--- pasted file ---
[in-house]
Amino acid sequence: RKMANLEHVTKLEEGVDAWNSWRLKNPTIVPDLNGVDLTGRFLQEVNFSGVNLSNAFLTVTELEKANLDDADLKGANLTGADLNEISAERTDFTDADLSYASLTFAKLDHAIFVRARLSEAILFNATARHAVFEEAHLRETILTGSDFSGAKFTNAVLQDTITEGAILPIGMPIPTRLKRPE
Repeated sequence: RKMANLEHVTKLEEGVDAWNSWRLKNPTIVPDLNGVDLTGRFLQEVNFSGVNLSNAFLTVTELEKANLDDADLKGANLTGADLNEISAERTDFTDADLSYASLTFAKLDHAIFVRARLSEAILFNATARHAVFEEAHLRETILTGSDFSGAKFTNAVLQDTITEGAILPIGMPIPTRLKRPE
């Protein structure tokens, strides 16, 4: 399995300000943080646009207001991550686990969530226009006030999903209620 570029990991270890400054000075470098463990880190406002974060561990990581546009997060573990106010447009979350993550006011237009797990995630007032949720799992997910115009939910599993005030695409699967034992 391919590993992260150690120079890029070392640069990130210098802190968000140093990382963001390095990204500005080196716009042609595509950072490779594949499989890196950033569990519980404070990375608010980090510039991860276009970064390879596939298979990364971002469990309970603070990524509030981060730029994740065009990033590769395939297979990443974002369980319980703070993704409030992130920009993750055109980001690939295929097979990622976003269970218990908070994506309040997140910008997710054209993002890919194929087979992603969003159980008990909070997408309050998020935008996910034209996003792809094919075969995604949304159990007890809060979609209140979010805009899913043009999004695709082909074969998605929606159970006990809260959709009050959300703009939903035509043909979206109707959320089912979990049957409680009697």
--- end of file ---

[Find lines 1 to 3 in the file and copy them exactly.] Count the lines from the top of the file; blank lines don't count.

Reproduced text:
[in-house]
Amino acid sequence: RKMANLEHVTKLEEGVDAWNSWRLKNPTIVPDLNGVDLTGRFLQEVNFSGVNLSNAFLTVTELEKANLDDADLKGANLTGADLNEISAERTDFTDADLSYASLTFAKLDHAIFVRARLSEAILFNATARHAVFEEAHLRETILTGSDFSGAKFTNAVLQDTITEGAILPIGMPIPTRLKRPE
Repeated sequence: RKMANLEHVTKLEEGVDAWNSWRLKNPTIVPDLNGVDLTGRFLQEVNFSGVNLSNAFLTVTELEKANLDDADLKGANLTGADLNEISAERTDFTDADLSYASLTFAKLDHAIFVRARLSEAILFNATARHAVFEEAHLRETILTGSDFSGAKFTNAVLQDTITEGAILPIGMPIPTRLKRPE